Sudanese police attacked refugees at a camp in Darfur in front of UN staff yesterday, wounding hundreds. The security forces fired tear-gas at women and children queuing at a clinic, and bulldozed homes.
The attack came hours before the UN's special envoy to Sudan, Jan Pronk, was due to visit the El-Geer camp near Nyala. It was the fourth such incident at the camp in the past 10 days. Last week police forcibly moved thousands of refugees to the nearby Sherif camp where they claimed living conditions were better.
Officials from the UN, African Union and international aid agencies tried to intervene. The deputy manager of the camp was beaten up and arrested, and the UN is now believed to have removed most of its staff. African Union peacekeepers meant to monitor events in Darfur said they did not have the power to intervene. A day earlier the Sudanese government and rebels signed peace pacts at African Union-hosted peace talks in Nigeria.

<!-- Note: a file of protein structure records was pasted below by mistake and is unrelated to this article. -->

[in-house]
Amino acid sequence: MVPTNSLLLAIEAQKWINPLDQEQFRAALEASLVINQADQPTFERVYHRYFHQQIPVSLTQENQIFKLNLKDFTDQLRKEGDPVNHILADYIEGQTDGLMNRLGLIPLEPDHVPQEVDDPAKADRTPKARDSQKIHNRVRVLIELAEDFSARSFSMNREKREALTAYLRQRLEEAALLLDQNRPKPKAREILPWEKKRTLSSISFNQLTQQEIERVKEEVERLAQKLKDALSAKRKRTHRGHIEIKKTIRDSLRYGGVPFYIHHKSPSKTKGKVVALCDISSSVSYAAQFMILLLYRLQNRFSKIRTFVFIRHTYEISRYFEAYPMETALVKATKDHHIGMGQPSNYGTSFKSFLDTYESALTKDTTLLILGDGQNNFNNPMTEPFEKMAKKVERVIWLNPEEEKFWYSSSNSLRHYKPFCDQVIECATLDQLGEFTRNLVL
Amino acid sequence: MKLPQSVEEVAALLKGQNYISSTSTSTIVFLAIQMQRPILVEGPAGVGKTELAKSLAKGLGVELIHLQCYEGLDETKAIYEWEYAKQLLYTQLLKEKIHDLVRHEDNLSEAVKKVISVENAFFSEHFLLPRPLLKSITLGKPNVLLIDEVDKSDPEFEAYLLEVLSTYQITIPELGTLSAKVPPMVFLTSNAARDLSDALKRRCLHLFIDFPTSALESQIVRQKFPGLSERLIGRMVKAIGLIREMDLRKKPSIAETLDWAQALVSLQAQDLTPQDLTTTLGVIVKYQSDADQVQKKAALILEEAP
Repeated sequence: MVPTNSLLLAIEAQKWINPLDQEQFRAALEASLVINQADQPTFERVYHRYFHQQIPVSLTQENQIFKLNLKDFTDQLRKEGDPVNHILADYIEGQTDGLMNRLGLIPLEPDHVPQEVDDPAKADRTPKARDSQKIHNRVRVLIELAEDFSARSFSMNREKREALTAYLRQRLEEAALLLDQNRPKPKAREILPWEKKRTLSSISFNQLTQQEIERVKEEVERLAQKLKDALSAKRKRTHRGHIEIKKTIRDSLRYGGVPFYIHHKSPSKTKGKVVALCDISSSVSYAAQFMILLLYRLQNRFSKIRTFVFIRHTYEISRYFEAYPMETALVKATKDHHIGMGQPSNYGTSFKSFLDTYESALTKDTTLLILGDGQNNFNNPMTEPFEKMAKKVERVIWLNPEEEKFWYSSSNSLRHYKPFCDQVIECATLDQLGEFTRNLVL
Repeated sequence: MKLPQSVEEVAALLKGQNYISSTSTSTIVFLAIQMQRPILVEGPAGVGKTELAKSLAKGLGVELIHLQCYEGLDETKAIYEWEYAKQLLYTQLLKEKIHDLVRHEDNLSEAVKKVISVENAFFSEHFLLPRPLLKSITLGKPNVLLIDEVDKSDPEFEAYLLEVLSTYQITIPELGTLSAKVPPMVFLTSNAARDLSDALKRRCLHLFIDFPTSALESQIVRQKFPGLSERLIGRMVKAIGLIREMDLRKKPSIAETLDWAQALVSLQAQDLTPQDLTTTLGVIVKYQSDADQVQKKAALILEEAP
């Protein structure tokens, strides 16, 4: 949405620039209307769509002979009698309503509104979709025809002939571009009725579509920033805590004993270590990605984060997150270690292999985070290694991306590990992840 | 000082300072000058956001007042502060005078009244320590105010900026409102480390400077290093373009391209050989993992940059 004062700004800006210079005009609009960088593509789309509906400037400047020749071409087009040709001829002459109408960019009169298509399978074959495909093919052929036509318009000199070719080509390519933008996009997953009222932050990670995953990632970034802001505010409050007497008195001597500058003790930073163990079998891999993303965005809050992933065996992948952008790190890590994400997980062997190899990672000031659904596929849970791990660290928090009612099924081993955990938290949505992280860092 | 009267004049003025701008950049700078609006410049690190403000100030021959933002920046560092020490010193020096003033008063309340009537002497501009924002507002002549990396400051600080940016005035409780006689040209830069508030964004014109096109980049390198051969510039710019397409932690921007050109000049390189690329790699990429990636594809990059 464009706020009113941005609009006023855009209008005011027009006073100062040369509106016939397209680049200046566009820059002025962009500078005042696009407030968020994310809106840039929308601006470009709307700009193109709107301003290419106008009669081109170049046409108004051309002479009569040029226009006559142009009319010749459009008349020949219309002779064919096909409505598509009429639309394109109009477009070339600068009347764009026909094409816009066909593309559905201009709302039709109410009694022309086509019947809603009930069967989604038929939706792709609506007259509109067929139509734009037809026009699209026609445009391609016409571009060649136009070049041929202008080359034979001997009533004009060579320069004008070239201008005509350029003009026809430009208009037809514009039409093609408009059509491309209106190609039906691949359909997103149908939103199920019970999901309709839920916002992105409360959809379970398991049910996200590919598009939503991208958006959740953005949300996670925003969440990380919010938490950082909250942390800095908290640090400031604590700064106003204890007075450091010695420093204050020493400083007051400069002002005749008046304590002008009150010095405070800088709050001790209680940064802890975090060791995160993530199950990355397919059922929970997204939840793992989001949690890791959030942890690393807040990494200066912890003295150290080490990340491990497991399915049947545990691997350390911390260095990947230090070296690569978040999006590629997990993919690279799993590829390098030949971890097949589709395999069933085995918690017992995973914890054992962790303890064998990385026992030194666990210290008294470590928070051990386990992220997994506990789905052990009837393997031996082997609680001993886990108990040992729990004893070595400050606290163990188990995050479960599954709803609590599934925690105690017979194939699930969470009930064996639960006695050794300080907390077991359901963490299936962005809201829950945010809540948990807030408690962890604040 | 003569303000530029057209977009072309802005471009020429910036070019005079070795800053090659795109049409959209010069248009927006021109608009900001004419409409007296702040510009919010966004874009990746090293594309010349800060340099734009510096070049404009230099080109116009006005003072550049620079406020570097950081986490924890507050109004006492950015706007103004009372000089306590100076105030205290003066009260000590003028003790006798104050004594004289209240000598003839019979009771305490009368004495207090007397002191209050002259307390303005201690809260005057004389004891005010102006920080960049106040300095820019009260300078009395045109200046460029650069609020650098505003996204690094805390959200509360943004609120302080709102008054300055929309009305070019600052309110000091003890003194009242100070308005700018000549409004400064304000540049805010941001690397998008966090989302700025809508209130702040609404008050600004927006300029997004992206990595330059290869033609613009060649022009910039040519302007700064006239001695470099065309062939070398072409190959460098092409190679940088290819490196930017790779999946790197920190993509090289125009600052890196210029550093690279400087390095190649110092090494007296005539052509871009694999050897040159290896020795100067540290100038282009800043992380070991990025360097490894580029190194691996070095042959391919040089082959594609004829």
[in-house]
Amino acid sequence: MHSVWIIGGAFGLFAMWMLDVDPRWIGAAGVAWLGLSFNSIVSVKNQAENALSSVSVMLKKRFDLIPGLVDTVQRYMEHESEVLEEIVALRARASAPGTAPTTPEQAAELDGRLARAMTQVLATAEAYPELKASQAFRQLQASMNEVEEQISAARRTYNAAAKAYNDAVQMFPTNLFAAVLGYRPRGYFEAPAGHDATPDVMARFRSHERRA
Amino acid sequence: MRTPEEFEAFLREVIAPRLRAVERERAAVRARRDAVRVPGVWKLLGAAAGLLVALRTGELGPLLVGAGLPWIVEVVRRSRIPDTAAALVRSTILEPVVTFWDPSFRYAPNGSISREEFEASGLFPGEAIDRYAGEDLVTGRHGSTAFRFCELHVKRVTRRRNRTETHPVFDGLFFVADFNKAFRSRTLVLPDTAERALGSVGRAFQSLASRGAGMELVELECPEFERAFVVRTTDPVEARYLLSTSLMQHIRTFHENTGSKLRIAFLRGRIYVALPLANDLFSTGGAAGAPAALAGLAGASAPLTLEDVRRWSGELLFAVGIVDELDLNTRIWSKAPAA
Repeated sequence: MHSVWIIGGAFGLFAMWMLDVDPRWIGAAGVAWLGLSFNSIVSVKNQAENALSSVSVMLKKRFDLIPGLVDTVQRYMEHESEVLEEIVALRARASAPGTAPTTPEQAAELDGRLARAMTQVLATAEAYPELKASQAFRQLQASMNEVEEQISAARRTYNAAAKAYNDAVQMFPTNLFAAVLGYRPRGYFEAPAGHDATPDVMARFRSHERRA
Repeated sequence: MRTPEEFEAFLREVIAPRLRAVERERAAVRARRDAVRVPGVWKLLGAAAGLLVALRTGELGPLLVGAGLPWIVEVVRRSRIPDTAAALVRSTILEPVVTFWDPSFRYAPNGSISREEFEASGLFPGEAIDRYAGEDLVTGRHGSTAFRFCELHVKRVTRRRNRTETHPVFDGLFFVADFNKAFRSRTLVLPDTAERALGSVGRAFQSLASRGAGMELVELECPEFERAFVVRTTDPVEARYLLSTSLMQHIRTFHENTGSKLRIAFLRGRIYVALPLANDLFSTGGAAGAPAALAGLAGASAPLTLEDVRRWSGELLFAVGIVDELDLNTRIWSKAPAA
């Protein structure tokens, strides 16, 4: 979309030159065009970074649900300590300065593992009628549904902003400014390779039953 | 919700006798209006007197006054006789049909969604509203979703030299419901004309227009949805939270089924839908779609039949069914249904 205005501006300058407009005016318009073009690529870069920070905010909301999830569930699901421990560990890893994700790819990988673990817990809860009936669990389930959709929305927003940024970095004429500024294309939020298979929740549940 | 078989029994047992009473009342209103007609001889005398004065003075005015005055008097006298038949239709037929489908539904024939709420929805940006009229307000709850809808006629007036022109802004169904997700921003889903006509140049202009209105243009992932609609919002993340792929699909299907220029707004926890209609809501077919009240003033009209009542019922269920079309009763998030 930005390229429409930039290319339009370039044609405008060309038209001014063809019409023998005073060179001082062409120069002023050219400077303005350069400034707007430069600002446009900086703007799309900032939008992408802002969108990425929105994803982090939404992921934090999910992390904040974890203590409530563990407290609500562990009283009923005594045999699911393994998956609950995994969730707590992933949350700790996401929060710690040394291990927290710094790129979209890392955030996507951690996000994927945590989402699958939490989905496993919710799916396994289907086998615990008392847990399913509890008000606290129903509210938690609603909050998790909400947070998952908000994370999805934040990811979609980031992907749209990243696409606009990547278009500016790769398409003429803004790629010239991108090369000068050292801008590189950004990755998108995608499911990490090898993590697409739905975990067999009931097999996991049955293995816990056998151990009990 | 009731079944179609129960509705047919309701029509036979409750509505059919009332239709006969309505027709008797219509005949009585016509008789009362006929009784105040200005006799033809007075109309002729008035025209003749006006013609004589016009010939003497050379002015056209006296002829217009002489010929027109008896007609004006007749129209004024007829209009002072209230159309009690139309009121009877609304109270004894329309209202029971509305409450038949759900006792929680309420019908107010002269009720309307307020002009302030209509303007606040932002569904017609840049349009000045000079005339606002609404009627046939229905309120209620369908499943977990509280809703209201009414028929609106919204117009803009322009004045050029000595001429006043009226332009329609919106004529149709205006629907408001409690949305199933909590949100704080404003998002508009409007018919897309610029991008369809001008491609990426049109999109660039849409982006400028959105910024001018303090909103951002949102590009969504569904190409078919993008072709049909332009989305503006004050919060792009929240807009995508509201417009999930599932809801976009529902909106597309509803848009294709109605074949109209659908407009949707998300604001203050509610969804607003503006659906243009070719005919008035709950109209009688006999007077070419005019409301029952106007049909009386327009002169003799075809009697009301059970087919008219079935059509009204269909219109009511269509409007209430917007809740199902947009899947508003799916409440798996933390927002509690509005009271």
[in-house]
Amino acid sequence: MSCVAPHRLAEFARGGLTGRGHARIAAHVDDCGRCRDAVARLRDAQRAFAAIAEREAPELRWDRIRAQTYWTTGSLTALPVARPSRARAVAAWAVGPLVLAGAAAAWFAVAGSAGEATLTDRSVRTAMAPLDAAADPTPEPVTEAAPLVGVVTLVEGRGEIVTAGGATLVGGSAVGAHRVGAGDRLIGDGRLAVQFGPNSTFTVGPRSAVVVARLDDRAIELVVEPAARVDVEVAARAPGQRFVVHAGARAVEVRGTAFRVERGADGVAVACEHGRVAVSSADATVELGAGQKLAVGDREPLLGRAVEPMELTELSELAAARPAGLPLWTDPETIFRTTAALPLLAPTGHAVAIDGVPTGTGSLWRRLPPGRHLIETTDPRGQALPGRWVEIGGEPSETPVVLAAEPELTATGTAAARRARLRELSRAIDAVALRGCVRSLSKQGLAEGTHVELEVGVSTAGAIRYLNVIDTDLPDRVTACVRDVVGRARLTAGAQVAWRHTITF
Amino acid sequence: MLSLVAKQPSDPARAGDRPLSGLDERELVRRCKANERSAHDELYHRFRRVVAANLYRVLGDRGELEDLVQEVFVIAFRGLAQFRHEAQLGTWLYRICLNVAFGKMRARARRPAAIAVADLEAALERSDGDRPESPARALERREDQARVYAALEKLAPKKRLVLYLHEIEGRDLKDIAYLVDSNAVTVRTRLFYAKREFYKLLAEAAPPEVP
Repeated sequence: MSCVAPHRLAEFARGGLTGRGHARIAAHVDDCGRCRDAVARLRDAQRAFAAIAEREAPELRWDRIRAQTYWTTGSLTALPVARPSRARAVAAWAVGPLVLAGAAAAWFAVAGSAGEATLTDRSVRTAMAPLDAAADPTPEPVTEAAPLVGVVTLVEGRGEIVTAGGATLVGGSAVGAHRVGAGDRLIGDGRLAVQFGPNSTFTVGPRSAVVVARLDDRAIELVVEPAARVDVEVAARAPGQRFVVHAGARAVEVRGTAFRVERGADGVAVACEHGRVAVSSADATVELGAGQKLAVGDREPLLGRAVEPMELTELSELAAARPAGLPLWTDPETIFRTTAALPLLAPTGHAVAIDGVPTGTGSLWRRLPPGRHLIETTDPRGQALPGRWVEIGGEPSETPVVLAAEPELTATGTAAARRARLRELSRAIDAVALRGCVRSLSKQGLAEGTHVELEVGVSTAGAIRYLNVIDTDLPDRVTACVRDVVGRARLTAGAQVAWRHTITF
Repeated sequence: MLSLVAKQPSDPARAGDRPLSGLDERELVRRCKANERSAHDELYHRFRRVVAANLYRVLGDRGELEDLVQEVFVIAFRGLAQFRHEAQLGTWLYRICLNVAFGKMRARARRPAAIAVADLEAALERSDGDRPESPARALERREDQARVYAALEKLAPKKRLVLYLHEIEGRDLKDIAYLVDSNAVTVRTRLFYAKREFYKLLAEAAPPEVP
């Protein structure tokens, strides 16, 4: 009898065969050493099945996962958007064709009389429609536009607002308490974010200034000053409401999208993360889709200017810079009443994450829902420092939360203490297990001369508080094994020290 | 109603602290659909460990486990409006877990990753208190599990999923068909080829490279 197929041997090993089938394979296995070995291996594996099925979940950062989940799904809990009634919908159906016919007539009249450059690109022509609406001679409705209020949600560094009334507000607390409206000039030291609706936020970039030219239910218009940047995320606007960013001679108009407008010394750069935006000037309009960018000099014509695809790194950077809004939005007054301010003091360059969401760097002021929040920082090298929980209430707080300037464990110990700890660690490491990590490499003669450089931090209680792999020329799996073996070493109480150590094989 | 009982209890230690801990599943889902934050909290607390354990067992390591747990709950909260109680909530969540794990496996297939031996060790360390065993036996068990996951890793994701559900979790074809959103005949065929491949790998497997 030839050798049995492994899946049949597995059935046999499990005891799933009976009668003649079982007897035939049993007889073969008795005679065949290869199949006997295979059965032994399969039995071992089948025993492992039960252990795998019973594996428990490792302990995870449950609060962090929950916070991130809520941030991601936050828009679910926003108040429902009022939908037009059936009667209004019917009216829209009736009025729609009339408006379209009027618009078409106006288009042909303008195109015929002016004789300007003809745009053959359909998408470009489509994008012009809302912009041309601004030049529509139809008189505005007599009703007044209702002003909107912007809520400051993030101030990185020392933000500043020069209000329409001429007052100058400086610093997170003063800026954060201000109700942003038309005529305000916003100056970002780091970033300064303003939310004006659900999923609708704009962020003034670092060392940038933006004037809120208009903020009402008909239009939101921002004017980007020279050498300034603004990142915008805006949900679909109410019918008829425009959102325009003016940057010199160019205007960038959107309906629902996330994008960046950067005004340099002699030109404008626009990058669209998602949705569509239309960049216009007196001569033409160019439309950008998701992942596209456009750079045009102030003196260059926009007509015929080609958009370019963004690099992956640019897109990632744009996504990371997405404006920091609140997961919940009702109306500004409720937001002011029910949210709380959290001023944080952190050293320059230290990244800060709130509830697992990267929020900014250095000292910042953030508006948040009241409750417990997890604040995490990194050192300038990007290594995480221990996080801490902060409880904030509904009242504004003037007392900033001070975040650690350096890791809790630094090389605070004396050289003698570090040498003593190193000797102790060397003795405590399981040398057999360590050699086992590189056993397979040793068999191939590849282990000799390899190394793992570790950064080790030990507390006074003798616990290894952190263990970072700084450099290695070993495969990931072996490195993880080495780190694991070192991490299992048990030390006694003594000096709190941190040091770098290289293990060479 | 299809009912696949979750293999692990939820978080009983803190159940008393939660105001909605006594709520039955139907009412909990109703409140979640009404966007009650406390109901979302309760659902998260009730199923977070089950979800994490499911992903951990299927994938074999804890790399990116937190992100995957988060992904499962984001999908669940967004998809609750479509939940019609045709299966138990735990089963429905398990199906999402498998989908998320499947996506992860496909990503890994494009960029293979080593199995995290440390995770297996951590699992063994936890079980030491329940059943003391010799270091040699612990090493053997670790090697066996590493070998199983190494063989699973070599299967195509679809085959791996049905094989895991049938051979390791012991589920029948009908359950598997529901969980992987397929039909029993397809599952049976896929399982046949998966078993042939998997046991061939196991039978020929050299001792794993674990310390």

The UN Security Council is to meet in Nairobi, Kenya, next week to discuss the crisis. A separate team is in Sudan to investigate claims that the attacks on civilians in Darfur constitute genocide.
Tony Blair told parliament yesterday that the international community will give a "serious response" if the Sudanese government does not end attacks on Darfur. He added: "Time is running out for them to honour these commitments."